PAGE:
An also-ran bento: Packing a Fit & Fresh Breakfast Chiller with lunch

fitfreshbento480.jpg

Last time, I mentioned how I thought the Fit & Fresh™ Breakfast Chiller, which is decidedly not a bento box in the traditional sense, could serve as a bento box. I put this into practice with some leftovers. It doesn’t look that photogenic so I’m putting it in the also-ran category of bentos, but it’s here since I thought it might be useful to see how to use a container like this.

The contents of the bento are:

  • About 3/4 cup of mixed couscous, lentils and vegetables (see notes)
  • 1/2 cup homemade meat sauce (with a lot of chopped carrots, etc. in it)
  • Vegetable stir-fry, leftover from dinner

The couscous logically went in the bottom section. I covered it with a piece of plastic wrap to prevent bits of couscous getting stuck to the bottom of the inner bowl. The meat sauce went in the inner bowl, and the vegetable stir fry (puntarelle buds and asparagus in this case, but it could be any stir-fry) went in the most roomy top section. The photos below how the inner parts go together.

fitfreshmosaic.jpg

I didn’t totally freeze the cooling element, but in high summer it might be safer to do so to protect some ingredients. Alternatively you could probably omit the cooling element and put some cushioning edibles around the inner bowl, like broccoli spears or cherry tomatoes (or even candy!)

I did try microwaving the couscous and the meat sauce for a about a minute. It came out nice and hot. (I erroneously stated before that the container wasn’t microwave safe, but it seems it is: this has been corrected in the previous post.)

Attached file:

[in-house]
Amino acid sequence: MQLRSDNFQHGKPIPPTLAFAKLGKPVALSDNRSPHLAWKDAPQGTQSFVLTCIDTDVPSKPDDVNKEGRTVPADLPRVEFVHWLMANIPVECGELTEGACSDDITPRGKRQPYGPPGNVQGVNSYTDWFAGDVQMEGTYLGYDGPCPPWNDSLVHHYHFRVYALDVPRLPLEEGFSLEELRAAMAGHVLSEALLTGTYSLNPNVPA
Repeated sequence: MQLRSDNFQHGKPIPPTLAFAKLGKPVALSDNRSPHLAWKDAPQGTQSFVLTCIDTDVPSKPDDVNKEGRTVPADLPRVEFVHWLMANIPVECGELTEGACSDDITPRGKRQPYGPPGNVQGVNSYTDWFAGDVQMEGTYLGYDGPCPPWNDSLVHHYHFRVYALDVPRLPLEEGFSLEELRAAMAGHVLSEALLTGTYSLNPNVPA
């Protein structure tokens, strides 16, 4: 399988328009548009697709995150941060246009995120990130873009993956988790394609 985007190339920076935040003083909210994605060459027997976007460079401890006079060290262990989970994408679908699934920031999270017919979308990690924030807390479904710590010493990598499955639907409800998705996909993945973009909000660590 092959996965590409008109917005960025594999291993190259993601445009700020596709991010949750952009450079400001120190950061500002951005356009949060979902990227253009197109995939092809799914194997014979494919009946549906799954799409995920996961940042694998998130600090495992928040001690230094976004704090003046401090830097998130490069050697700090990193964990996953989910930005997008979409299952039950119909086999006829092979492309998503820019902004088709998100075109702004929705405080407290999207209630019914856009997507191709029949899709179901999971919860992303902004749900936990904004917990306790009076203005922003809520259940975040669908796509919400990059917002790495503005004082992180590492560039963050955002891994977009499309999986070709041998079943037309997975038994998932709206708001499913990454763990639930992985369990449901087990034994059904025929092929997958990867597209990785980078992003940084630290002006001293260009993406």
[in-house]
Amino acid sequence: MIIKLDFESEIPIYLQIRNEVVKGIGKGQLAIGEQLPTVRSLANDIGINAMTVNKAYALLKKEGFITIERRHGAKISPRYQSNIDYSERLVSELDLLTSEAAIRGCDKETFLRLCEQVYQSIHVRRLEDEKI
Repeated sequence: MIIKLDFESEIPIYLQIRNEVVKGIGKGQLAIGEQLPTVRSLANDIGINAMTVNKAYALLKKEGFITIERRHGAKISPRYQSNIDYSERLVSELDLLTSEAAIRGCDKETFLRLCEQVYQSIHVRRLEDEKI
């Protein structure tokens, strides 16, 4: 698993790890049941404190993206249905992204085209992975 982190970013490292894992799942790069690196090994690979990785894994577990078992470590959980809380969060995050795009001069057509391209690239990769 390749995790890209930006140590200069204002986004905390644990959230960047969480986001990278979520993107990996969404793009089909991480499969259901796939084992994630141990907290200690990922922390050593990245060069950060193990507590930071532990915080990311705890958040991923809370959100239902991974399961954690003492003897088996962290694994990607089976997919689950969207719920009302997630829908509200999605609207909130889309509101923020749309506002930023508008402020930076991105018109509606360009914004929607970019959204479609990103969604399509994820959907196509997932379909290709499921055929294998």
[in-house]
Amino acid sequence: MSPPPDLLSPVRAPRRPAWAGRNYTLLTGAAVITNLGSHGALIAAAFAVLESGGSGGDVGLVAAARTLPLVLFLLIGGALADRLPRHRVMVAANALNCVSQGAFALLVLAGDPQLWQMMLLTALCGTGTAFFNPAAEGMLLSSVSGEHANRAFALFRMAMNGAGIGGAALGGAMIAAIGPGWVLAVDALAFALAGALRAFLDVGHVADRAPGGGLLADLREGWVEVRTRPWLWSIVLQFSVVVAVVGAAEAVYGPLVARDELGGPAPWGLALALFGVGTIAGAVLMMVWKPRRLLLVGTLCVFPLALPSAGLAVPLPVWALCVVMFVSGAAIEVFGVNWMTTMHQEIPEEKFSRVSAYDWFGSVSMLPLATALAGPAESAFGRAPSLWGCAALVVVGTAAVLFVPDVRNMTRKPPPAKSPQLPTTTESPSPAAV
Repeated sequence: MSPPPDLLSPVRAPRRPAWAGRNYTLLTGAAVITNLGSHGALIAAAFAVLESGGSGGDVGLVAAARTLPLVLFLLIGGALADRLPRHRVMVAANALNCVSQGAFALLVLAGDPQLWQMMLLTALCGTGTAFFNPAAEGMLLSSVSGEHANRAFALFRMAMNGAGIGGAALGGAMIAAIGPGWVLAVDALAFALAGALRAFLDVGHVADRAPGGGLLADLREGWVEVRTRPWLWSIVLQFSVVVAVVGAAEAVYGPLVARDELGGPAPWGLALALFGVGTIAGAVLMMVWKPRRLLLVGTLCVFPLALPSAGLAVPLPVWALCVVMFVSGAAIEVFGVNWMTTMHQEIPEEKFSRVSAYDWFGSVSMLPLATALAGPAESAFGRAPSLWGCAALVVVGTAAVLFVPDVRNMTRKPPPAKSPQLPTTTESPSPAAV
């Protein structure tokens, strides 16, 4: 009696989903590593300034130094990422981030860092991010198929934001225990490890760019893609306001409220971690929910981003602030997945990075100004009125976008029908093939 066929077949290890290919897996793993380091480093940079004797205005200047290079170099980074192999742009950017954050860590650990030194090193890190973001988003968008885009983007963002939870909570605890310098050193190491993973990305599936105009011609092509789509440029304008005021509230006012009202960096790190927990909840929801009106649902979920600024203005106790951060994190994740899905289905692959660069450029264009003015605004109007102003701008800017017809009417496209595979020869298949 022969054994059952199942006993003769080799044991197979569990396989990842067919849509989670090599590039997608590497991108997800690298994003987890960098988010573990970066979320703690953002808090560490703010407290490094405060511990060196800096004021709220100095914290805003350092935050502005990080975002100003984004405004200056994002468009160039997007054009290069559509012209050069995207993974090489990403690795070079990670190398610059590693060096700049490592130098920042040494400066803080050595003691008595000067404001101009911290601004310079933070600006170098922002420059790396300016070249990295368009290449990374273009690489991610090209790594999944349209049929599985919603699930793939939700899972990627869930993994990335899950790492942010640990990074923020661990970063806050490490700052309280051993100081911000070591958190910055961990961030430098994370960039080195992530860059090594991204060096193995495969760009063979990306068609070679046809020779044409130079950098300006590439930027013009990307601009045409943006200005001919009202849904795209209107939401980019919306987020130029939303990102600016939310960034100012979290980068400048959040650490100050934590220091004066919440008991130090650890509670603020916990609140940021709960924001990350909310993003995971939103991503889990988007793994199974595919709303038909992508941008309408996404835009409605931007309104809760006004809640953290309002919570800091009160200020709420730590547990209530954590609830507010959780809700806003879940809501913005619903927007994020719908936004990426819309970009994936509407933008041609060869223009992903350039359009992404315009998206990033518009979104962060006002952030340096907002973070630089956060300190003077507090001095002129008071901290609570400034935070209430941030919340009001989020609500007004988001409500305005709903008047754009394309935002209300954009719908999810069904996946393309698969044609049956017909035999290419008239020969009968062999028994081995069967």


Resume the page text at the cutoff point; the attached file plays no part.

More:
So, I think this single-stated-purpose container could become an interesting general bento box, especially when the weather gets warmer.

Notes

The couscous and lentil mix is a boxed product from Tipiak, a French company that makes, besides other things, several couscous based mixed with lentils, barley, soybean groats, épeautre or farro, quinoa, and other such grains and legumes. I’m sure they have a lot of added soup stock and so on but they are pretty convenient and tasty, and feel rather healthy anyway. I’m not sure what the availability is around the world, but I have seen Tipiak couscous products in the U.S. so you never know. (In these parts, they used to be available at Carrefour before they decided to give up the Swiss market. Nowadays I just stock up on a few boxes whenever we go to France.)

For more bento recipes, ideas and tips, subscribe to Just Bento via your newsreader or by email (more about subscriptions).

And visit our sister site, Just Hungry for great Japanese home recipes and more.

2 comments

Comment viewing options

Select your preferred way to display the comments and click "Save settings" to activate your changes.

You can make couscous with

You can make couscous with beans and veggies pretty easily, I find - cook the couscous according to packet directions, pour it into a frying pan with chopped veggies and a can of beans, stir until heated through. Delicious. I’m sure you could use canned lentils if you wanted, too.

Couscous mix

Here in the states at Trader Joe’s, we have a mix called something like “Hearty Grains mix”. It’s a mix of pearl couscous, orzo, baby chickpeas, lentils, and other veggies. It makes this mix pretty easy. They also have a multigrain pilaf mix with rice, lentils, and tomatoes.

Post new comment

The content of this field is kept private and will not be shown publicly.